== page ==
Thursday, 26 December 2013

Looking back on 2013: January blog postings

It's a whole year since my friend Alane Wallace died:
"I've just recently heard that my friend Alane Wallace has died. My sincere condolences to her family. Apparently it was very sudden indeed, and I've heard it was possibly a heart attack. I so enjoyed chatting to her, all the silly comments, the wisdom, and the enthusiasm we had in our conversations, all the comments on my postings and encouragement, and all the deep intense messages when we talked on Facebook privately. I shall miss her so much, even though we never met except for here, even though she had come to Jersey before we became friends, and loved the Island."
January also saw the death of former States member, Dick Shenton:
"As a politician who both effectively beat the populist drum, who captured the mood of the people so well, and yet who could lead as president of major committees, there is probably no equal. It is hard to say that any members of the present or previous."
"In 1990, long, long before Ministerial government, he said: "I am disturbed by the amount of wasted time that this House indulges in". That's something worth remembering by those who hark back to a "golden age". It's only golden because there is less of it recorded in the minutes!"
And other death was the well known film maker, food critic, and larger than life character, Michael Winner:
"British film maker Michael Winner has just died, aged 77. He himself said that "A little vulgarity is a thoroughly good thing.", and he was just that, a larger than life persona, vulgar, rich, pompous (but not really arrogant), and very much at home with the persona that he had created. He often seemed preposterous, a kind of living caricature, just like one of the larger than life characters we meet in Dicken's Pickwick Papers."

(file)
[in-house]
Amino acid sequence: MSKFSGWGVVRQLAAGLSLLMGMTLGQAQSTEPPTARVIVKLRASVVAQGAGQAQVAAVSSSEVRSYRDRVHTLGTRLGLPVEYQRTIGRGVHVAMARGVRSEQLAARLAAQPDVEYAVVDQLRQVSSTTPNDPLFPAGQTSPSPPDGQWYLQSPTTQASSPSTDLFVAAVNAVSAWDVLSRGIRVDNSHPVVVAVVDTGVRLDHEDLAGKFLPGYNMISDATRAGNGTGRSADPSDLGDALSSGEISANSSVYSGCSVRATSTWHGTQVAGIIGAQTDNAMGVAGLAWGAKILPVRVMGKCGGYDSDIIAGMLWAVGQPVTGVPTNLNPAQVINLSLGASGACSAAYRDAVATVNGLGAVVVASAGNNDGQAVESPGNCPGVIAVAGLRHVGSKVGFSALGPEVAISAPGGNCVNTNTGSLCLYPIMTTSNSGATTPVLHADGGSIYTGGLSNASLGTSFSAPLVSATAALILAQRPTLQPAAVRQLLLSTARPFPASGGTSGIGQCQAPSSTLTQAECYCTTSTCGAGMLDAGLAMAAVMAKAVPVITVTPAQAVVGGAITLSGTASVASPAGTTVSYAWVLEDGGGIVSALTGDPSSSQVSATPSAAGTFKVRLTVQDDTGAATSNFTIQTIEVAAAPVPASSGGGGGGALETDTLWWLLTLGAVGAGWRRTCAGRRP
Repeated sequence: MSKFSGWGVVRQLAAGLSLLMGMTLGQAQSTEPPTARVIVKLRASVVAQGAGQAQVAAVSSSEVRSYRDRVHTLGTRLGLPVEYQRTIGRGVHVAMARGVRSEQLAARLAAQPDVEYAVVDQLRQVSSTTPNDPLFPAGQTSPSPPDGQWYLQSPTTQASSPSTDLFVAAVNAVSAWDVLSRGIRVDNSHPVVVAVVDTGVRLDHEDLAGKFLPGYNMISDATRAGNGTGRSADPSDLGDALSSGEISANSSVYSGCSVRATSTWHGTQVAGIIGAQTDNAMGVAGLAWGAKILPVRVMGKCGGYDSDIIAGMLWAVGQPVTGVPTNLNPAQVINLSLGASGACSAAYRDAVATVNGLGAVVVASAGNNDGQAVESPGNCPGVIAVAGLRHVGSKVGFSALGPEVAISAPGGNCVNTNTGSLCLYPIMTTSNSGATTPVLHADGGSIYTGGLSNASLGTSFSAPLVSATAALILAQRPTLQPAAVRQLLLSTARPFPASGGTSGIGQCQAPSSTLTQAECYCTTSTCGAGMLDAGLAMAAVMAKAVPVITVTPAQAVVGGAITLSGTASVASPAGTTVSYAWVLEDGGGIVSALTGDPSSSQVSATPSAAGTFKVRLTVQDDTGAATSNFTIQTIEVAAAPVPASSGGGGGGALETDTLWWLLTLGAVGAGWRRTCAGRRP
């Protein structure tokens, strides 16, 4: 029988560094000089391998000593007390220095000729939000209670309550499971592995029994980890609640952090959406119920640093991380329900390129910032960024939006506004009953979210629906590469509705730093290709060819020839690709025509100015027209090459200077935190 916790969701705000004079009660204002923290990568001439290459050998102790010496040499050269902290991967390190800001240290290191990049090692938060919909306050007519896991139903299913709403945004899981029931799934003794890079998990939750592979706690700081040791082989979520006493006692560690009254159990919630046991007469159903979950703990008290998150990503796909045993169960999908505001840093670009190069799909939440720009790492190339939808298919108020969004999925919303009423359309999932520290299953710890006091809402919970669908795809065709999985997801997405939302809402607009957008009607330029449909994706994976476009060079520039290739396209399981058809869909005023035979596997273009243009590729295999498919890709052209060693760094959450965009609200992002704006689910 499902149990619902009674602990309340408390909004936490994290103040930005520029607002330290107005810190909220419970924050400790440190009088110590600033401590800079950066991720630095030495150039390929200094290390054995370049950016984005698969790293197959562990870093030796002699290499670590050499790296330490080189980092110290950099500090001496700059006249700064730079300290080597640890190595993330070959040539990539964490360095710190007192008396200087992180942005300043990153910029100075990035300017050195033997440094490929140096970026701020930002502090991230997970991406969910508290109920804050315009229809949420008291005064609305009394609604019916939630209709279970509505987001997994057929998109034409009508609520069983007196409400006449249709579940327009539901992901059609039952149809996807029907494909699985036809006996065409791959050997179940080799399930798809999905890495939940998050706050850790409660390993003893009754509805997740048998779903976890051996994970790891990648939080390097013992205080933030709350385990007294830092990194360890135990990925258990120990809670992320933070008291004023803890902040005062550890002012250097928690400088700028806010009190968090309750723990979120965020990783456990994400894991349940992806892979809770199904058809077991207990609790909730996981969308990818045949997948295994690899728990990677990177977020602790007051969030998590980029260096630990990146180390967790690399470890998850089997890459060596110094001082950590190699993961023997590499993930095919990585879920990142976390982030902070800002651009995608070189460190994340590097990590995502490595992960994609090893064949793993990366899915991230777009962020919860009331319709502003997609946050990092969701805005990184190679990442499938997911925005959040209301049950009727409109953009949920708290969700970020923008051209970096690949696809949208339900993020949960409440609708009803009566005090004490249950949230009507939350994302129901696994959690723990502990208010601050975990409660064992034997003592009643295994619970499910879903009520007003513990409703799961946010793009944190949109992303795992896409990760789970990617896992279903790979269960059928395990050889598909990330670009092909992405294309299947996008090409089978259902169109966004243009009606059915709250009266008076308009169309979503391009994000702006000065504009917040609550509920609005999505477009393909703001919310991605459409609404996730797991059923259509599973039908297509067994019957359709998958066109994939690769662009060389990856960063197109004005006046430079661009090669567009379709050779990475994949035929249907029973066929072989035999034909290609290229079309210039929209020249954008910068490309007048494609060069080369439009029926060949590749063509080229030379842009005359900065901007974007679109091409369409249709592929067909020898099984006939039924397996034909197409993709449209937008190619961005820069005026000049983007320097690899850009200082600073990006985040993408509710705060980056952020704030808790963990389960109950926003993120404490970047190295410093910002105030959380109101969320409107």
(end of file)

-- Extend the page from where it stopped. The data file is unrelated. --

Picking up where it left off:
I wrote about my one of my political influences - George Orwell:
"What I like about Orwell is the way he captures the people so well, and also this is where he shines above the more doctrinaire politicians of the left. His interests are wide ranging, and you feel that an evening in his company would be enjoyable, not a monologue on a fixed idea. Politics is important to him, but it is not all consuming. And he'd also clashed with what might be called the "hard left", rigid, often humourless, people who he felt were out of touch with the common man."  
The JEP reported on the Island in the grip of gambling, and I had some comments on the misleading way they presented their statistics:
"Another difference is the presence of capital cities - "capital cities have major economic functions which the vast majority of islands cannot aspire to (i.e. they are extremely unusual 'outliers' in any data set. The presence of large cities which serve as hubs for a working population makes the UK very different from Jersey. It is curious as to why the JEP looks to the UK for comparison, where Guernsey would seem a much more logical choice, but perhaps the statistics would not be quite as alarming and headline grabbing."
And on more general British stories, the horse meat scandal broke; I wrote on the strange way we have food taboos:

"There has in fact been a trend with globalisation for the taboos on food to effect other countries, as cultures become more aware of their own singularity. It is interesting, because you might expect a widening of cuisine to lessen the effect of the taboos on food, but instead, the opposite has taken place."
And I also looked at the decline of the Parish system in Guernsey, which happened for various reasons, as they took a different path historically:
"While elections of Constables in Jersey are uncommon, in Guernsey they are not only uncommon, they also attract paltry voter turnout. The notion that "There will be life in the Jersey Parishes if the Constables cease to sit in the States." which I read recently could only have been written by someone who has turned a blind eye to developments in Guernsey."
January was cold, and I was also critical of the way in which the penchant for listing buildings forgets the way they were developed in history, and seeks to preserve them in stasis, with no real consideration of the fact the real purpose of homes is people, and the hypocrisy over windows because that is seen while structural changes inside are not:
"Most houses have been changed over the centuries, added to, build upon, as a reading of Old Jersey Houses makes clear. When the earliest old Jersey farmhouses were being built, as with the Great Houses in England, there was no electricity, no hot and cold running water, no telephones etc. All of these were intrusions into the original fabric of the buildings, and sometimes difficult ones, but ones that were felt to be necessary."

No comments: